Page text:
The Cocktail Spirit with Robert Hess

Suburban Cocktail

Named after the Suburban Handicap horse race held in the Brooklyn's Sheepshead Bay during the 1800s, the Suburban Cocktail comes to us via the Old Waldorf-Astoria Bar Book. It was meant to celebrate men such as James R Keene who made their riches in stocks and owned a number of horses.


1 1/2 oz Bulleit Rye Whiskey

1/2 oz Jamaican Rum

1/2 oz port

dash of Bitter Truth Aromatic Bitters

dash Bitter Truth Orange Bitters


  • stir with ice
  • strain into a cocktail glass
  • garnish with a orange twist
  • Comments

    steven saccoccio 26 Oct 2011
    5:38 pm

    Robert, I have heard you refer to those magnetic measuring cups and that they have some with the odd measurements.  Who makes them?  I use the the slanted OXO’s but those others look pretty good.  Thanks so much.

    Robert Hess 26 Oct 2011
    6:55 pm

    Steven, this set of jiggers is made by “Progressive International”, you can find more information about the jigger, and a link to it on here:

    Steven D. Lauria 28 Oct 2011
    5:16 am

    Hi Robert,

    Accoding to the good folks at BarSmarts…the Suburban Cocktail becomes a cooler by adding soda water.  Have you ever tried that…and is it tasty?

    Robert Hess 28 Oct 2011
    6:10 am

    To the best of my knowledge the definition of a “cooler” isn’t just adding soda to any drink. Typically it would be a drink made from spirit, citrus, sometimes a sweetener, a carbonated beverage of some sort (usually soda water, but ginger ale, tonic water, and sometimes lemon lime soda), served in a collins glass with ice. Another aspect that is common with the cooler is a rather fanciful garnish of a long spiral of citrus peel.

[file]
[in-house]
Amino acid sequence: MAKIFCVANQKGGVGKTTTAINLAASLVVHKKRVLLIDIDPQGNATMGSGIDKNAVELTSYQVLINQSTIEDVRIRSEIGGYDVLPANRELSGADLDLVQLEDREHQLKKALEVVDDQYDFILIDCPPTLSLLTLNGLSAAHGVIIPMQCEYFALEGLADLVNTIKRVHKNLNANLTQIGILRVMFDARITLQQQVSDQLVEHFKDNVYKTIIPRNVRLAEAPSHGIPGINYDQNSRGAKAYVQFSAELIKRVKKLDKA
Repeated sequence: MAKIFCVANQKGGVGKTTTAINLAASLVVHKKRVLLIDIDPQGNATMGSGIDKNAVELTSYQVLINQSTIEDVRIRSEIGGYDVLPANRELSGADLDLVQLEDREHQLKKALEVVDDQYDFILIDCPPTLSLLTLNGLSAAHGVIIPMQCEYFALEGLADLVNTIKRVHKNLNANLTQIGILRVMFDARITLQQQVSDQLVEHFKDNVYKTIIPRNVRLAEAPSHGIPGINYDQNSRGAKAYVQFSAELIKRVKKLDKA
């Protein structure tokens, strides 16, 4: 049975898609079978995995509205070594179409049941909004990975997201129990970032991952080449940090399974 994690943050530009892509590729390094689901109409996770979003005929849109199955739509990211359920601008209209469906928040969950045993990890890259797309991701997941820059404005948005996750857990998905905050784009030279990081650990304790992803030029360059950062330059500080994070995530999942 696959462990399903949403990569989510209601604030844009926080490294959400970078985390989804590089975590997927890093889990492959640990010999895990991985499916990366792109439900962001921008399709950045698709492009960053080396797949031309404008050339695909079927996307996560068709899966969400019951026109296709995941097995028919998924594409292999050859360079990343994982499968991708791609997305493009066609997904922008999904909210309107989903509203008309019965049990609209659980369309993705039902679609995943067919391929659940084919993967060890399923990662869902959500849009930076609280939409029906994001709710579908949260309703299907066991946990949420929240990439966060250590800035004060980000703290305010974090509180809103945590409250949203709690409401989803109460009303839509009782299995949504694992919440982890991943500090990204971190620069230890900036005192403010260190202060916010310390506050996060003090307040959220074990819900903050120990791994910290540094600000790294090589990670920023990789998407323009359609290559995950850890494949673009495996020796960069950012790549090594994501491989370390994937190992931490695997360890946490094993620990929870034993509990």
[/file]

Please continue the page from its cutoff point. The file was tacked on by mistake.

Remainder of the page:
Steven D. Lauria 28 Oct 2011
    7:57 am

    Thanks, Robert. I will take note of your fine answer.

    With deference to BarSmarts instructors…they were teaching Creating Cocktails, Alteration of Scale or Temperature, Stretching or Squeezing…and said that a Short Drink (one generally served straight up) sometimes can be turned into a Long Drink or Cooler…or vice versa.

    However, they did caution that the level of sweetness in a tall drink or cooler (in a tall glass of Collins glass) must be greater to accommodate dillution ... so a fuller flavored cocktail rather than a well-balanced cocktail is best for the stretch.

    For sure, they taught the sour-sweet-strong plus carbonated model…as in Tom or John Collins, Gin Fizz, Mojito…etcetera.

    SO…for the Suburban…I’m not sure how that would or could be turned into a Cooler with
    ingredients of rye, port, dark rum and bitters. 

    What do you think?  Could it be turned into a “Cooler” or “Tall” drink by adding some fresh lemon juice and a sweetener (like maybe simple syrup)?

    Robert Hess 28 Oct 2011
    8:10 am

    I think the lack of citrus and/or sweetener in the Suburban would make it a “not worth writing home about” cooler.